• speedwell (propagandist and secular snarkist) says:

        They don’t make sure of it now, with human salesclerks. No salesclerk can do a chemical analysis to determine whether I’m buying the organic or conventional bulk flour, or care if I’m buying the large Delicious apples or the small, or know what the heck a kohlrabi is and how it’s different from a rutabaga. I don’t take advantage of it, but my mother was an ungodly thief in the grocery store.

      • wrjohnston91283 says:

        And how do you ensure someone doesn’t move the scanning barcodes off produce to cheaper produce, or paste over more expensive goods?

        That’s a problem even with live cashiers – when I worked at a grocery store we didn’t look at the screen after every item. As long as the machine beeped, it means it went through. Management wanted us to have an average time between scanned items of less than 2 seconds – we’re not verifying that the barcode is correct to make that time.

      • Warren - aka The Piddler on the Roof says:

        Good questions. I imagine some kind of micro-barcode stickers on produce that would activate alarms if removed. And cameras to use in court if someone strongly believes stealing is better than paying.

        If people weren’t so dishonest the whole process would be much simpler to implement. But alas, this is not the case, and so much R&D will need to be done before this even comes close to reality.

      • Grabraham says:

        Same way they do it with the Scan your own systems in Stop and Shop in my area. Random audits. I push my cart around the store and scan and bag as I go. Scan a barcode at the self checkout counter and my order is uploaded from the scanner to the register and I pay and leave. Occasionally the system will not allow you to pay until a smock jockey comes over and scans a handfull of items in my cart and as long as I was honest and had really scanned all the stuff in my cart I pass the test and can pay and go home :)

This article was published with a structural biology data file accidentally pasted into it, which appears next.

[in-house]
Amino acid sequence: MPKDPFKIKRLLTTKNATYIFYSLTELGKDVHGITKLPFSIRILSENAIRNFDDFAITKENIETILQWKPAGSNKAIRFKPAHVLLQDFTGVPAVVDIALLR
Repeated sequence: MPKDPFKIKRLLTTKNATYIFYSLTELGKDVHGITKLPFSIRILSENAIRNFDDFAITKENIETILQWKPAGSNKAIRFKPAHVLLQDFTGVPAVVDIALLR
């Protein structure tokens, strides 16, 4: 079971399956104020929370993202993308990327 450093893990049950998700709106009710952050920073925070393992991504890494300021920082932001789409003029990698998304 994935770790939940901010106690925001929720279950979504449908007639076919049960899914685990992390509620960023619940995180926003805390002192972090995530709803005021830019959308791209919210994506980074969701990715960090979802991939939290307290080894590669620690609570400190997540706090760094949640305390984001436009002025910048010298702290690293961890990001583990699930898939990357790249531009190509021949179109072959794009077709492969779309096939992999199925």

• mac-phisto says:

        stores already make allowances for a reasonable amount of loss due to theft, damage & shipping errors. as long as the “shrink” remains within these pre-determined limits, stores are willing to accept that loss as a cost of doing business.

        most people are “honest enough”, meaning they either are morally opposed to theft, are too concerned about the consequences of getting caught, don’t feel the benefit is worth the risk or don’t care enough to try. really only a small number of shoppers actually attempt what you’re describing.

    • Southern says:
  14. Razor512 says:

    One thing I hate about vending machines is that even though they cost less to run, The prices are often much higher than normal.

    • Jfielder says:

      +1 In my office they even had to nerve to raise prices in the machine even further… Everything is over $1 now…. They can suck it, not a dime of my money is going into that machine now.

  15. valthun says:

    In the case of redbox I think they are great. i have seen them in airports selling small electronics and its fun to browse those, but the prices seem higher than retail. Granted that is probably because its in the airport. I also don’t see a need to purchase an ipod at the airport. Although a nice set of replacement headphones if my pair breaks or I forgot them at home is convenient. The kiosk tended to carry a better range than the shops in the airport.

  16. quail says:

    These are all over the place at Macy’s for selling electronics, which are a big theft item. Also the malls have them in the center aisles for selling acne wash, make-up, and other stuff. Much better than paying some kiosk worker to read a book all day I guess. (Worse yet are the kiosk workers who try to put warm pads on your back, spray you with fragrances, or sponge make-up on your wife’s face.)

    • speedwell (propagandist and secular snarkist) says:

      Former Macy’s clerk here. Quietly and calmly ask, “Are you assaulting me?” Holy crap, do they back off.

    • Bohemian says:

      I would be all for mandating that all the mall kiosks must be vending machines instead of those obnoxious people that try to engage you in a sales pitch or outright stepping in your way.

  17. Big Mama Pain says:

    Shoes, jewelry and sunglasses are a few things I could never see myself buying out of vending machine.

  18. Speak says:

    Even though my state (PA) is behind the times with liquor laws, we are even trying out Wine Kiosks in some grocery stores. I don’t drink wine much, but it is an interesting concept because it is tied back to someone verifying that the person is over 21 when they buy the wine, so no jobs lost. Actually some jobs are created, like people to service these machines when they break and people to fill them when they get empty.
    I think it is possible to sell anything via a vending machine, the real question is what are people willing to buy?

  19. DavidNYC says:

    Thomas Edison imagined exactly this 100 years ago. Quoting him:

    “In the automatic shop of the future there will be no shopkeepers, no clerks, no boy to wrap up packages. On entering the shop, the intending purchaser will see no one, unless it be some other purchaser. There will be no counters, no scales, no shelves lined with goods, no showcases.